The EASAC commentary endorses and builds on recommendations recently issued by the German National Academy of Sciences Leopoldina, the Union of German Academies of Sciences and Humanities and the German Research Foundation (DFG). That statement, titled “Towards a scientifically justified differentiated regulation of genome edited plants in the EU,” asserted that the “process-based European regulatory approach is no longer justifiable.”

The EASAC and German scientific institutions want the EU to start by amending its genetic engineering legislation to revise the definition of GMOs, exempt genome edited organisms from regulation “if no foreign genetic material is introduced and/or if there is a combination of genetic material that could also result naturally or through traditional breeding methods. Products of new technologies and their use, rather than the technology itself, should be evaluated according to the scientific evidence base,” they said.

They note that such “moderate” changes would reflect the current state of knowledge about GMOS and “also align European legislation with the regulation of some of the EU’s major trading partners in the agricultural sector.”

As the next step, they say, the EU should develop “a fundamentally new legal framework that is detached from the previous, process-based regulatory approach to genetic modification [which] cannot be scientifically justified.” The EU also should facilitate the field trial process for edited crops, engage in “constructive dialogue” with consumers about the realities of various breeding methods and implement labeling rules that identify only products containing foreign genetic material as GMOs.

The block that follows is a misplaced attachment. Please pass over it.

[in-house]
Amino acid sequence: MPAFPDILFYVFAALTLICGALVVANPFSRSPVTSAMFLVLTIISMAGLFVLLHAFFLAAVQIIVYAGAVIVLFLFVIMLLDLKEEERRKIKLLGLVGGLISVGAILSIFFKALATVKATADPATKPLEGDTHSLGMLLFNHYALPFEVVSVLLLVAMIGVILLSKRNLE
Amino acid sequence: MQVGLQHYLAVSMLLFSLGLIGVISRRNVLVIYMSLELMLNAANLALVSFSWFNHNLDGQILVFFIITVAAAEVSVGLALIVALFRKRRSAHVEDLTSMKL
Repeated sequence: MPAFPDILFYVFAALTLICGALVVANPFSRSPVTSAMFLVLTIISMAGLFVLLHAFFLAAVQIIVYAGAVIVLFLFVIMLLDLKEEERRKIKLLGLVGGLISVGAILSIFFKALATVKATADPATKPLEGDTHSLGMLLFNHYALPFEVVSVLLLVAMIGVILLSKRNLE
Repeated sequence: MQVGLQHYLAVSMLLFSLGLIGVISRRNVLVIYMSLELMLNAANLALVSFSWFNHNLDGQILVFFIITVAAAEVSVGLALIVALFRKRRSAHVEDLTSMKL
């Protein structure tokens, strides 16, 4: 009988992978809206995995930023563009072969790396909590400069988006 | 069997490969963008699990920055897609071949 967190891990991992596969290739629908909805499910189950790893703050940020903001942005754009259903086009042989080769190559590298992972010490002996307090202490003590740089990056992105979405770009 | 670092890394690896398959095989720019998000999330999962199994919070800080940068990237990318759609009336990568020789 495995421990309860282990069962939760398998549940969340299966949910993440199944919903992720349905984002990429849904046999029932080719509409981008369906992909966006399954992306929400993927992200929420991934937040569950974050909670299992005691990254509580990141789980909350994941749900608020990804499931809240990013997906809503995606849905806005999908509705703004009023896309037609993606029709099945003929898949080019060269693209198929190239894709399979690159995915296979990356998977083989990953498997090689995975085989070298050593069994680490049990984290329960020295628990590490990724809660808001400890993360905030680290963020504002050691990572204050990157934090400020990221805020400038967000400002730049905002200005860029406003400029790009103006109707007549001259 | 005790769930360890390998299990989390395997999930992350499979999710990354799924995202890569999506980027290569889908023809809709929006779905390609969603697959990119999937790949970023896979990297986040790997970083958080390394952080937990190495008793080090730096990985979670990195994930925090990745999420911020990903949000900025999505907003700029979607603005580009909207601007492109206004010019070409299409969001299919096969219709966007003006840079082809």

Additionally, they called on the EU to apply the precautionary principle on a scientific basis and publicly fund research on both genome edited plants and “the apprehensions and concerns about genetic engineering that are widespread in society.”

The proposed revisions would democratize crop development and “help to counter the process of monopolization in the already highly concentrated international markets for new plant varieties and seeds. Only large multinational corporations can afford the current costs and delays caused by European approval processes,” the German statement noted.

The EASAC commentary expanded upon this, noting: “It is also vitally important to learn lessons from history: an inadvertent consequence of EU GMO legislation and the high costs inherent in seeking regulatory approval has increased multi-national company monopoly in the commercial agricultural model.”

The EASAC commentary also urged greater transparency and expanded dialogue on all sides around the issue of genetic engineering.

“Public discussion about GMO crops tended to become a proxy for other much-needed discussion about food security and safety, farming systems, fair competition, social justice, the economic power of multi-national companies and the apparent conflict between intellectual property protection and benefit sharing. If the differing public values are to be better understood as part of attempts to reconcile them and if we wish to avoid repeating the same mistakes in public engagement on genome editing, then the multiple determinants of each controversy need to be made more transparent.”